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Philosophy Exam 3
Terms in this set (58)
true knowledge is logically based
the study of knowledge
knowledge comes from the senses
A priori knowledge
knowledge which comes "prior to" sense experience and is indubitable
the process of doubting everything to see if there is anything that cannot be doubted
Rene Descartes - 3 things you could know for certain
Intuition of mind, Eidological proof, and the Deduction of Matter
Intuition of Mind
How do we know for certain that we are thinking things?
I exist and am a thinking thing
If I have an idea of perfection, then there must actually exist a perfect being as its cause.
Deduction of Matter
The physical world around us exists and is real - why? Because God ensures constancy in the universe, thus ensuring that our mathematical and scientific theories are true
All reality is either mind (a thinking thing: humans, animals) or matter (non-thinking "stuff" like chairs, tables, rocks, etc.)
once you separate mind (non-physical) and matter (the physical "stuff") how do you put them back together, because mind and matter obviously interact and are not completely separate
mind influences matter, and we know matter influences mind
Solution to the Mind-Matter problem, Descartes, claimed that Mind and Matter interact in the pineal gland in the brain
Ghost in the Machine
Solution to the Mind-Matter problem, Gilbert Ryle, argued that the Mind-Matter Problem was a "Ghost in the Machine": that Descartes made a category mistake.made a linguistic mistake when he said mind was a non-physical substance using physical language to describe mind
Solution to the Mind-Matter problem, a shift from trying to define what the mind is, to what the mind does
the theory that all things are constituted by mind and it's ideas
the argument that all knowledge is based on sense experience
knowledge comes after sense experience
that we are essentially born as "blank slates" and only through sense experience (seeing, touching, tasting, smelling, hearing) do we acquire knowledge
The first Idealist philosopher , believed all reality could be reduced to two substances: Mind (underlying "something" that thinks) and Matter (underlying "stuff" of reality; non-thinking material like wood, rocks, metal, etc)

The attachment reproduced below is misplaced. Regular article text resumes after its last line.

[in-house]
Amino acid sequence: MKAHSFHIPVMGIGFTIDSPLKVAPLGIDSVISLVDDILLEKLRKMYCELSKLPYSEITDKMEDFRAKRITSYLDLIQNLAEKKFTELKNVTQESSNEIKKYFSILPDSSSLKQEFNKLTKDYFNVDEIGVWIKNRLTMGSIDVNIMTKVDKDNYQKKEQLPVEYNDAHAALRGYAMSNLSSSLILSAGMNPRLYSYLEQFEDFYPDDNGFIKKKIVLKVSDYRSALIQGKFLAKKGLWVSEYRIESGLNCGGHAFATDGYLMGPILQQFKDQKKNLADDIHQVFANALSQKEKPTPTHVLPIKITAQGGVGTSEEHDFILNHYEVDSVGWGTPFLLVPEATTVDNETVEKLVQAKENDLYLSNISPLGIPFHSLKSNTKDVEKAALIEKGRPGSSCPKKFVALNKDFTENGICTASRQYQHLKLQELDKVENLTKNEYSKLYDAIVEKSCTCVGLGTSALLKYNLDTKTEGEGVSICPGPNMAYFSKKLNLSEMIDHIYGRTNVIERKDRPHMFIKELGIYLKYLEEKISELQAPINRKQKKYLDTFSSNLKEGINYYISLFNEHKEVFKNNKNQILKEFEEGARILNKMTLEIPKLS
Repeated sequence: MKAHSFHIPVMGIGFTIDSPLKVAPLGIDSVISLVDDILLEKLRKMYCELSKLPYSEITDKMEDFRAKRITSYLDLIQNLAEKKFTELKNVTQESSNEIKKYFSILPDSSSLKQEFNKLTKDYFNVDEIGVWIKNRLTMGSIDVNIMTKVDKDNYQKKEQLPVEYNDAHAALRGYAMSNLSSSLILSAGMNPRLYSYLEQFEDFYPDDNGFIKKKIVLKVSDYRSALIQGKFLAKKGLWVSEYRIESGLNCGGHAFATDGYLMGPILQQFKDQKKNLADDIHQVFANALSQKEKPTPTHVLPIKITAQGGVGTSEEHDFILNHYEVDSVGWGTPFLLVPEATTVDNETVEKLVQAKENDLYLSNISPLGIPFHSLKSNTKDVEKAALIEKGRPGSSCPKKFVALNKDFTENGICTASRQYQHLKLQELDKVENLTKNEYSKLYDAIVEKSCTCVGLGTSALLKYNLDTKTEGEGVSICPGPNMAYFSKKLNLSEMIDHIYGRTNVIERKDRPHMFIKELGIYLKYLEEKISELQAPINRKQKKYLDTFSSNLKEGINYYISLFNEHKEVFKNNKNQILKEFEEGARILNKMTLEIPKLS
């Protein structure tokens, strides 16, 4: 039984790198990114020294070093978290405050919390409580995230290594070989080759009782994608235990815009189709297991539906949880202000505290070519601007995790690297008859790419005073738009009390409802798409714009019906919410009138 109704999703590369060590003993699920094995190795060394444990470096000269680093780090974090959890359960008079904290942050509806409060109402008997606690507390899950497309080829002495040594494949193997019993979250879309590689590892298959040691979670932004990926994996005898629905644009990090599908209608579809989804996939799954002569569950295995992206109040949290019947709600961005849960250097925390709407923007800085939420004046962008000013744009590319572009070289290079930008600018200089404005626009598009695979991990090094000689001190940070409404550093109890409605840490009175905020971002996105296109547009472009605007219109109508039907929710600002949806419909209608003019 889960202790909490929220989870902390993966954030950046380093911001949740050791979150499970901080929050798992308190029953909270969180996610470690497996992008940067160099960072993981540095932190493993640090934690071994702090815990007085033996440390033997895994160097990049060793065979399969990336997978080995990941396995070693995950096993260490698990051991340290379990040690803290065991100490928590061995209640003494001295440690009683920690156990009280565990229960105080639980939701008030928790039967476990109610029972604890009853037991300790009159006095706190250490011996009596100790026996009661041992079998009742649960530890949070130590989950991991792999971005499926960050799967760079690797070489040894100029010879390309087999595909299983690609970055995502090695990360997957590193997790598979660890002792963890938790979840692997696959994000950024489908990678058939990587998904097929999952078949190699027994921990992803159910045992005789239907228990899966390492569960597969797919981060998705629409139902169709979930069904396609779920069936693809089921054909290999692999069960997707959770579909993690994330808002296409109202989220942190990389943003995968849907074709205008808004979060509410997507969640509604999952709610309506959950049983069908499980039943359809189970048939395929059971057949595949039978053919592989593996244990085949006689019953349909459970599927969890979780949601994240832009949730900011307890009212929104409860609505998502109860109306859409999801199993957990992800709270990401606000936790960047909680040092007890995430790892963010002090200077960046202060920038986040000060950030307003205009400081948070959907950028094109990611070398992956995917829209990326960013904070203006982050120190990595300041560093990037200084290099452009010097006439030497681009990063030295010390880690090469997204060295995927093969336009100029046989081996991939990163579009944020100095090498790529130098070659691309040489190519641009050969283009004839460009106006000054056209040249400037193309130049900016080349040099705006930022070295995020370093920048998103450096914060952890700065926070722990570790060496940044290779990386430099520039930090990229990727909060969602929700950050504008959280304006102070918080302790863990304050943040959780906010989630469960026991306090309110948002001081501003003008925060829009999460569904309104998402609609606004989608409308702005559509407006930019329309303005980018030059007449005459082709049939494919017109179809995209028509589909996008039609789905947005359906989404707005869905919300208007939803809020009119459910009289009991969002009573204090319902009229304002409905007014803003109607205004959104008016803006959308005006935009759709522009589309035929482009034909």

the notion that there are two things that go into "knowing"
1. The knower: the knower is the person who is perceiving the table
2. The known:is not the object itself, but the idea of the object you have in your mind.
qualities that exist independently of a perceiving mind and include size, shape, weight, and motion
qualities that exist only when directly perceived: color, smell, taste, texture and sound
Division of Sensible Qualities
all objects contain both Primary Qualities and Secondary Qualities
focused his theory of reality in a three-word Latin sentence: Esse est percipi (to be is to be perceived).
Ideas exist only in minds. All things are ideas. Therefore, all things exist only in minds.
esse est percipi
to be is to be perceived
Berkeley, all reality is reducible to mind and ideas
Berkeley's 1st proof for idealism
The Discontinuity of Dualism: How can mind know reality if reality is utterly unlike mind and its ideas? Berkeley solves this by asserting that reality is ideas
Berkeley's 2nd proof for idealism
Matter as a Meaningless Idea: It is not possible to frame a meaningful idea of matter, because "matter" has no qualities
Berkeley's 3rd proof for idealism
The Unexperienced as Inconceivable: You cannot think of something without thinking of its qualities, and to think of qualities is to perceive or experience them
Berkeley's 4th proof for idealism
The Inseparability of Primary and Secondary Qualities: Locke's Primary and Secondary qualities are inseparable, you cannot experience one without the other.
Berkeley's 5th proof for idealism